To get the water at the very source, visit Tuhelj Spa. Located in the picturesque countryside just 25 miles from Zagreb, the spa is a year-round destination for the mineral-rich water and an assortment of treatments including medicinal mud therapy. Also within easy reach of the city is Aquae Vivae waterpark located in the quiet town of Krapinske Toplice. In its earliest days, the spa included a single pool; by 1703, reports of the water's therapeutic nature started to spread, and the public began to seek out its waters. Today, visitors can take their pick of numerous pools, a dip in the thermal waters, or a relaxing experience at the spa’s wellness center. Terme Jezerčica, in Donja Stubica, is less than 30 miles from the heart of Zagreb, and its multiple pools of varying temperatures, saunas, and steam rooms are a fantastic treat for feet that have been walking the city’s charming cobblestone streets.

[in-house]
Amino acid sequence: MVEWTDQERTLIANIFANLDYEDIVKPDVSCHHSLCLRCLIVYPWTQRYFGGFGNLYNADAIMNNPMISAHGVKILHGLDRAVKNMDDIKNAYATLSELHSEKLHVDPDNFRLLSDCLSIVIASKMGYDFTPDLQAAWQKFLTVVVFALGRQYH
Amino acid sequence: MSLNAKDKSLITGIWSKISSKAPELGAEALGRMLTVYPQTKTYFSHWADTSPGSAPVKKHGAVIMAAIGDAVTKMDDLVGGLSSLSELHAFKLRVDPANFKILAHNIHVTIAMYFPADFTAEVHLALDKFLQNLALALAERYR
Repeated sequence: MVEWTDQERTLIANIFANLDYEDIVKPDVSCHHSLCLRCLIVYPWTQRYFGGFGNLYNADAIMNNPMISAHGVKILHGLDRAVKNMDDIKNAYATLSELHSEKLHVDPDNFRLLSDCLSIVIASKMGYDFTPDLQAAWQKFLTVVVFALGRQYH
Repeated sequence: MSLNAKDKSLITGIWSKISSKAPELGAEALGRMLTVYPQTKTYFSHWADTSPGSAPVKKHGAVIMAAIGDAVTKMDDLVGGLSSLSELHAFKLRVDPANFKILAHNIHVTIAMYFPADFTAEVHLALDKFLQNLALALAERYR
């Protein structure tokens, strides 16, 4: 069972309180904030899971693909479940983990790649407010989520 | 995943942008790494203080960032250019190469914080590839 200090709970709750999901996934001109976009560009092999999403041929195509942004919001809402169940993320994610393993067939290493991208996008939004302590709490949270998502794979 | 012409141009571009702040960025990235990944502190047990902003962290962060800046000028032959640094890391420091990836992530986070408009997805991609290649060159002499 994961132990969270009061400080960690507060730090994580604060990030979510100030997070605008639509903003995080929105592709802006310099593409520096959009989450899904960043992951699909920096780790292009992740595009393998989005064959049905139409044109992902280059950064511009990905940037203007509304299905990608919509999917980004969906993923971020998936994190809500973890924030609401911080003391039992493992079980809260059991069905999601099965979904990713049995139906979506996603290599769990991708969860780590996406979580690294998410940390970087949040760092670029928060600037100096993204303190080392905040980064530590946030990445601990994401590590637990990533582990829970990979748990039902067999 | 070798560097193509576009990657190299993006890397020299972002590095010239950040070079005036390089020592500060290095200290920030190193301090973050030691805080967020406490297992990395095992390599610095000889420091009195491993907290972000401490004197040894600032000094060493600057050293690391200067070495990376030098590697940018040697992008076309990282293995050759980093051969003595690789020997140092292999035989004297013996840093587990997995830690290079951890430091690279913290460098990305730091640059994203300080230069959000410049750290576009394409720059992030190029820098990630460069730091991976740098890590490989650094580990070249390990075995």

For those looking to try an unconventional treatment, Naftalan Special Hospital in Ivanić-Grad offers baths of naftalan, a rare petroleum mineral oil only found in Azerbaijan and Croatia. Though only recently utilized for commercial and medical purposes, the therapeutic benefits have extended back in history as far as Marco Polo.